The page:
Dane County would be prohibited from making wastewater, sewage and other water quality decisions under a proposal inserted into the proposed 2015-17 state budget at the request of developers, according to a Republican lawmaker who sponsored the measure. Developers Got GOP to Strip Dane County of Water Authority

May 7, 2015

Beach Closed

The non-budget item was approved on a 12-4 party line vote by majority Republicans on the budget-writing Joint Finance Committee. GOP Sen. Howard Marklein of Spring Green, a committee member, said he introduced the policy change, which applies to only Dane County, at the request of developers whose names he could not remember.

Marklein’s plan would put the state Department of Natural Resources (DNR) in charge of water quality decisions for Dane County. The proposal would require the DNR to base its decisions on water quality standards outlined in state law, rather than stricter local standards, and to make decisions on applications to revise the plan for new real estate developments within 90 days. The DNR would also be banned from working with the county or its other local governments on the water quality plan or changes to it.

Marklein, who does not represent Dane County, said his proposal was intended to speed up the county’s decisions on development projects. The proposal was applauded by the Madison Area Builders Association.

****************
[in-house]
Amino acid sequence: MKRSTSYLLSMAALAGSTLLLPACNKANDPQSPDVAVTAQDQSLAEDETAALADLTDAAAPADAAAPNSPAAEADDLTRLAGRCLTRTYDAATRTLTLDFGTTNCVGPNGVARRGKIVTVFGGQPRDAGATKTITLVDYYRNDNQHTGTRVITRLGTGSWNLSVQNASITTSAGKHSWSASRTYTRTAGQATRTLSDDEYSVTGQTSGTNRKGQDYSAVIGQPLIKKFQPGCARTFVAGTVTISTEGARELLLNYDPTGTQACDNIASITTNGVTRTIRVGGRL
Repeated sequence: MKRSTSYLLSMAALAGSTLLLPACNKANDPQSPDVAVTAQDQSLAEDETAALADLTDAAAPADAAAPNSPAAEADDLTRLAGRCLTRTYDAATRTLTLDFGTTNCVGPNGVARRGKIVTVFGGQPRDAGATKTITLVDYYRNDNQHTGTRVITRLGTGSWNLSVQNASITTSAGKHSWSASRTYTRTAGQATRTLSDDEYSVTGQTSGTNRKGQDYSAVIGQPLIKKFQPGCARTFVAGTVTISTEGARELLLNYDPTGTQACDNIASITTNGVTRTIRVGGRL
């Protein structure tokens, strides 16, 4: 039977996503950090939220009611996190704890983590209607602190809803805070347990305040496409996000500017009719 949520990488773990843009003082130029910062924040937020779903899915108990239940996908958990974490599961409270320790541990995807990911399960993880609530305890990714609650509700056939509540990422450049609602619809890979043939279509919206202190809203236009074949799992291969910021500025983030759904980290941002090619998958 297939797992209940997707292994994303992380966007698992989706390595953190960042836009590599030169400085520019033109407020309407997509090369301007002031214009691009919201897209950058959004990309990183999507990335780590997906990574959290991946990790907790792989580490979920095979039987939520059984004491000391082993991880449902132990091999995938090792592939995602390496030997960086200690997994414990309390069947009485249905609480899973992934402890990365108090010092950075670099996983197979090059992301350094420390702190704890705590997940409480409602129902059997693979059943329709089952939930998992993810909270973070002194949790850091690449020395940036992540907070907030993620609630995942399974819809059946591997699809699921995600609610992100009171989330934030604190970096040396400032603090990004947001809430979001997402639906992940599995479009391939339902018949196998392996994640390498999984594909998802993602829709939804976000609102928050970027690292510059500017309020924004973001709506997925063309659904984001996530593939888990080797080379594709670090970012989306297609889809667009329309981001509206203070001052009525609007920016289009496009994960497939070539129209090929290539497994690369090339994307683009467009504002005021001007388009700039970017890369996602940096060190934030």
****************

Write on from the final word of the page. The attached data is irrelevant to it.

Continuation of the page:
Marklein accepted about $49,400 from real estate developers and the construction industry between January 2010 and Oct. 20, 2014 – making him one of the top recipients of campaign cash among legislative candidates from those two special interest groups.

Marklein’s top contributors among real estate development and construction interests were Ronald Fedler, of Dodgeville, owner of Gold Leaf Development, and his wife, Jan, $3,500; Greg and Lisa Jewell, of Dodgeville, owners of Jewell Associates Engineers, $3,500; and Ryan and Melanie Kraemer, of Sauk City, co-owners Kraemer Brothers Construction, $3,300.

After the committee has finished its work, the proposed state budget must be considered and approved by the full Senate and Assembly, probably next month, and then signed by Republican Gov. Scott Walker.

Real estate developers and the construction industry contributed $1.26 million to current GOP lawmakers, who control the Assembly by a margin of 63-36 and the Senate by a margin of 19-14.